The report also paints a dismal picture of countries where authorities continued to restrict liberties in their handling of the pandemic.
From Togo to Kenya and Angola to South Africa, the annual report highlights governments using excessive force to enforce compliance with COVID-19 response measures.
“In many countries, authorities violated freedom of expression and peaceful assembly to silence critical voices leading to large numbers of arbitrary detentions and killings of demonstrators,” said Samira Daoud.
Authorities using legislation criminalizing commentary related to the pandemic has been a presiding pattern. They used the COVID-19 pandemic as a pretext to continue suppressing the right to freedom of expression, including by prosecuting individuals, who posted comments on social media about government responses to the pandemic, for spreading “false news”.
Use of excessive force led to several cases of multiple killings, including while enforcing COVID-19 measures. In Nigeria, brutal policing has resulted in security forces killing people for protesting in the streets, demanding their rights, and calling for accountability. In Zimbabwe at least 10 people were killed, while thousands including protesters, were arbitrarily arrested and detained in the context of enforcing COVID-19 measures. In Guinea, seven people were killed during demonstrations against the security forces’ enforcement of COVID-19 movement restrictions.
Some leaders have gone a step further, using the distraction of the pandemic to clamp down on criticism – and critics – unrelated to the virus, and perpetrate other human rights violations. For example, in Tanzania, authorities further cracked down on civil society activists, including through restricting human rights such as freedom of expression, association and peaceful assembly ahead of the October election.
The crackdown on protests in Guinea resulted in the deaths of dozens of people, hundreds injured and more than 70 others arbitrary detained. In Niger, human rights defenders calling for anti-corruption protests were arbitrarily arrested.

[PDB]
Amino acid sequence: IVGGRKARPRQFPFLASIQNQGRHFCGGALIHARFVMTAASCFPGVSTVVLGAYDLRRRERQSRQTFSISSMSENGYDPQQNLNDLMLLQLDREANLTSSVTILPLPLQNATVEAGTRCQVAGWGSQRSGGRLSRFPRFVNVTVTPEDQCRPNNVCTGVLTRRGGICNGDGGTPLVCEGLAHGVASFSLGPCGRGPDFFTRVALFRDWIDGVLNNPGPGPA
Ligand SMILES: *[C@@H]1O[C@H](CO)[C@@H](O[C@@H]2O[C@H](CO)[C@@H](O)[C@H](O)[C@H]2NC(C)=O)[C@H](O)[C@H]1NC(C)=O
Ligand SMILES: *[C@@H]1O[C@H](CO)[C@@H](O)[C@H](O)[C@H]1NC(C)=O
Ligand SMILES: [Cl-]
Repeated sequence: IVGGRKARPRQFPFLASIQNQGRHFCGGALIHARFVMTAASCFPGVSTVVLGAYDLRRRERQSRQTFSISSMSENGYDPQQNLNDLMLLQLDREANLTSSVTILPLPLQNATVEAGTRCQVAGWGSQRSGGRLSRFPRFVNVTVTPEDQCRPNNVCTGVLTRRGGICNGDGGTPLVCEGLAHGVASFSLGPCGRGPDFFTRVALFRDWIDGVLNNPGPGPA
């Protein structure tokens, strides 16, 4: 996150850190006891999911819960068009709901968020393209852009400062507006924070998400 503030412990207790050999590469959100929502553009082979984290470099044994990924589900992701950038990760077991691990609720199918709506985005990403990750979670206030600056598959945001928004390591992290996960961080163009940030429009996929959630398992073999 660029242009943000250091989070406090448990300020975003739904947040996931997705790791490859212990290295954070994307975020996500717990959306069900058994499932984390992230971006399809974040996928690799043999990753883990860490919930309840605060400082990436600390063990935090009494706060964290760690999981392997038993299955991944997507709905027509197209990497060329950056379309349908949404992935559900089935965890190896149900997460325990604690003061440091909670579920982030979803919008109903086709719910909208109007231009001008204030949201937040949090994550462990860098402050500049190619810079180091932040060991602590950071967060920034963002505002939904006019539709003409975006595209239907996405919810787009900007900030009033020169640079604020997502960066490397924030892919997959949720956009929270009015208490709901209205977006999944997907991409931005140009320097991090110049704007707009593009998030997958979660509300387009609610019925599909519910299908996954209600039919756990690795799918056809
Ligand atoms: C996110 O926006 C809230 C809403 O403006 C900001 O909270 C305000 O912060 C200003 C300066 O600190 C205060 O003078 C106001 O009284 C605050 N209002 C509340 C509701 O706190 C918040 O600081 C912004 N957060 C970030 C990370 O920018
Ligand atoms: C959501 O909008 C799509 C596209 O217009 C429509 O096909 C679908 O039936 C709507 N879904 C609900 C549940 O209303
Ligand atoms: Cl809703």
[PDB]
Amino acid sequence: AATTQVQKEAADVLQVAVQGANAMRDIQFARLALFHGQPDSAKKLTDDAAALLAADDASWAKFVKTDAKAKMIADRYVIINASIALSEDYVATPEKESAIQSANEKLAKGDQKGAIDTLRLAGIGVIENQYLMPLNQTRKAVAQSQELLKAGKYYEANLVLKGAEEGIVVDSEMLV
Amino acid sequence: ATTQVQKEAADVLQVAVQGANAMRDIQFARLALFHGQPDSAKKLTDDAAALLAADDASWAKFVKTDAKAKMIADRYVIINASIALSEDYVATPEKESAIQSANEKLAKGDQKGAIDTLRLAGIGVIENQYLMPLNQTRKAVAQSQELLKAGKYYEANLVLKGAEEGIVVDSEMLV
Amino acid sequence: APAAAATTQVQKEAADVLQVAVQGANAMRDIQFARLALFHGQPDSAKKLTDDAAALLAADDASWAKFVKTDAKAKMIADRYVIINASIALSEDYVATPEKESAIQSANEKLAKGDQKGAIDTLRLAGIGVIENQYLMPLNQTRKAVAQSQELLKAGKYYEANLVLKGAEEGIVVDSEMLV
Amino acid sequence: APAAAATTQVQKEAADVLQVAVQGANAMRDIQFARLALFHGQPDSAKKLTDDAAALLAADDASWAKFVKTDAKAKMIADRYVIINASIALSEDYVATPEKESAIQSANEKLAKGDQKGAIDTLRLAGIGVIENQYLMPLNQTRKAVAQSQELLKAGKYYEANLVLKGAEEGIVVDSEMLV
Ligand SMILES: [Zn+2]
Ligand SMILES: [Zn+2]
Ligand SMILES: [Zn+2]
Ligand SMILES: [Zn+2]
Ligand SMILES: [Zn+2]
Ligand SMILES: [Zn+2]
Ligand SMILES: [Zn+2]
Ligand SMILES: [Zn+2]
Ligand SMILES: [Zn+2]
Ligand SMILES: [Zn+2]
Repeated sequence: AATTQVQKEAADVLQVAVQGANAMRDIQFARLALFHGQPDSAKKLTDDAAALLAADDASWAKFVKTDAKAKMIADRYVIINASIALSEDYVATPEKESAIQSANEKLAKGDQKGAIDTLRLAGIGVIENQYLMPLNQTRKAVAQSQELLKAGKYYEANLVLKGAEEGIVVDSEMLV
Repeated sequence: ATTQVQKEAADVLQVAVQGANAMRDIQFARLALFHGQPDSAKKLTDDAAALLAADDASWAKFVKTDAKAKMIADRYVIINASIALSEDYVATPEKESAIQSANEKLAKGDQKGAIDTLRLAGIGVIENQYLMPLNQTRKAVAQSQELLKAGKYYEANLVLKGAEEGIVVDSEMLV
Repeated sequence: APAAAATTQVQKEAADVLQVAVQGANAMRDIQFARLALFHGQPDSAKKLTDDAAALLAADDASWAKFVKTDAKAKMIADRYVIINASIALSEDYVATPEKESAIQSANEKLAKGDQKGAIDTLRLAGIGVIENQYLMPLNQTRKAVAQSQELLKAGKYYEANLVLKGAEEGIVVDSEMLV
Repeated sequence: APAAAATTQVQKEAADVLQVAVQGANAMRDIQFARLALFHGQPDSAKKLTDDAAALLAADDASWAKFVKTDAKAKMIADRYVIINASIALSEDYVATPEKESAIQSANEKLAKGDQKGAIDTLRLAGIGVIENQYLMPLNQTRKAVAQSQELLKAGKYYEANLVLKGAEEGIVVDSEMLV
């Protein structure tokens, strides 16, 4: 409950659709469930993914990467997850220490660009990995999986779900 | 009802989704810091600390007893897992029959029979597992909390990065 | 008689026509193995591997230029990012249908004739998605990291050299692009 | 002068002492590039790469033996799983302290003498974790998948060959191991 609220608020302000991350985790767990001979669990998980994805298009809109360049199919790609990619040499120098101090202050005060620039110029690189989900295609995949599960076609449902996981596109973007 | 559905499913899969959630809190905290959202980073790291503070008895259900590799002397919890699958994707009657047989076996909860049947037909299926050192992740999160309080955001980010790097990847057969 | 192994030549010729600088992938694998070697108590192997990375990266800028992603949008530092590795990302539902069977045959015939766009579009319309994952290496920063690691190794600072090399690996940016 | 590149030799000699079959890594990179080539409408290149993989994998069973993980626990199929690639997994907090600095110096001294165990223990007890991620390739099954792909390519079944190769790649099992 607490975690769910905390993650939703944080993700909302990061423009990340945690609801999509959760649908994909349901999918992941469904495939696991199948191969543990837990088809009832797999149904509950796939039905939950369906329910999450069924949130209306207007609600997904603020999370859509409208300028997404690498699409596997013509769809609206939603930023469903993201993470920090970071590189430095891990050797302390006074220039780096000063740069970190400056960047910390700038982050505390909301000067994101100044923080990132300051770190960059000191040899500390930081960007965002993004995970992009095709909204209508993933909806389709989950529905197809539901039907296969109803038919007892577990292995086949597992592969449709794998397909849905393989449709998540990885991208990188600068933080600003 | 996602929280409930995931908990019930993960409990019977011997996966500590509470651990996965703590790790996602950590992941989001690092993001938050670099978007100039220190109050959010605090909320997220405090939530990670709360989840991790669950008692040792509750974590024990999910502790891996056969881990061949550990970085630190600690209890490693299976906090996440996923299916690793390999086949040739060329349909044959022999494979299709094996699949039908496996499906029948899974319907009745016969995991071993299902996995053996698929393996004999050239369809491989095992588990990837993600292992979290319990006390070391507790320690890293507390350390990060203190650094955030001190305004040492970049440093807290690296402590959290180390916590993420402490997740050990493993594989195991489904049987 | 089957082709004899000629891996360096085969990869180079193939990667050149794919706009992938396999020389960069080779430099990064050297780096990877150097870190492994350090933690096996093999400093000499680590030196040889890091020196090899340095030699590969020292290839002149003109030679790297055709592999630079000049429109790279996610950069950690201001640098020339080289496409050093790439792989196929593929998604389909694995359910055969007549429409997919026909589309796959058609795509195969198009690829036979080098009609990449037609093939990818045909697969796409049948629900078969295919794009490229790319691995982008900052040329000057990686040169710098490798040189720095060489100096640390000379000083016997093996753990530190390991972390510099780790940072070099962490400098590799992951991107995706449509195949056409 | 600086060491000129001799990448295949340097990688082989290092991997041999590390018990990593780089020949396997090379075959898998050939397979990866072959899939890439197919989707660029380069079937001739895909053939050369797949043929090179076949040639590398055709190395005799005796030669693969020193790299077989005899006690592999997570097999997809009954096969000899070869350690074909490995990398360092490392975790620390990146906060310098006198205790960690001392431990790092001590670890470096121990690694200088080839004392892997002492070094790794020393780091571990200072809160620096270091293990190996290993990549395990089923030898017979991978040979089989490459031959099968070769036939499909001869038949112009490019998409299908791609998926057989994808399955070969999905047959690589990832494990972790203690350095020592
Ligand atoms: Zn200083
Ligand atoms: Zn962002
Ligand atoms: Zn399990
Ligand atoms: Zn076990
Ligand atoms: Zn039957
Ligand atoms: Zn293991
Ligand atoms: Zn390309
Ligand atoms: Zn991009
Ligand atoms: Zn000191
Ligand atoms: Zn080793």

Dozens of people were arbitrarily arrested in August in Côte d’Ivoire for having participated in demonstrations against President Ouattara’s running for a third term. A nationwide ban on demonstrations was issued in Cameroon after the opposition Cameroon Renaissance Movement (MRC) called for the resignation of the president and hundreds of demonstrators were arbitrarily arrested.
“Regional institutions have failed to make respect by States their founding principles on human rights protection. Some States like Benin and Cote d’Ivoire have contributed to the fragility of regional institutions like the African Court on Human and Peoples’ Rights by preventing individuals and NGOs direct access to the court,” said Deprose Muchena.
“The pandemic has cast a harsh light on the failure to cooperate effectively in times of dire global need. The only way out of this mess is through international cooperation. States must ensure vaccines are quickly available to everyone, everywhere, and free at the point of use. Pharmaceutical companies must share their knowledge and technology so no one is left behind. G20 members and international financial institutions must provide debt relief for the poorest 77 countries to respond and recover from pandemic.”
Failed by their governments, protest movements the world over have stood up
Regressive policies have inspired many people to join long-standing struggles as seen with #ZimbabweanLivesMatter, against constant human rights violations and the #End SARS protests in Nigeria as well as the #ShutItAllDown protests to spotlight gender-based violence in Namibia among others.
The report details many important victories that human rights activists helped to secure in 2020. These include new legislation to counter violence against women and girls in Sudan. In Sierra Leone, the government overturned a ban preventing pregnant girls from attending school and sitting exams, following years of campaigning by Amnesty and other partners.
“Leadership in 2020 came not from power or privilege. It came from the countless people marching to demand change. We saw an outpouring of support for #End SARS, #ZimbabweanLivesMatter as well as public protests against repression and inequality in places across the continent. Often risking their own safety, it was the leadership of ordinary people and human rights defenders the world over that urged us on. These are the people at the frontier of the struggle for a better, safer and more equal world,” said Samira Daoud.
“We are at a crossroads. We must release the shackles that degrade human dignity. We must reset and reboot to build a world grounded in equality, human rights, and humanity. We must learn from the pandemic and come together to work boldly and creatively so everyone is on an equal footing,” added Deprose Muchena.Post published in: Africa News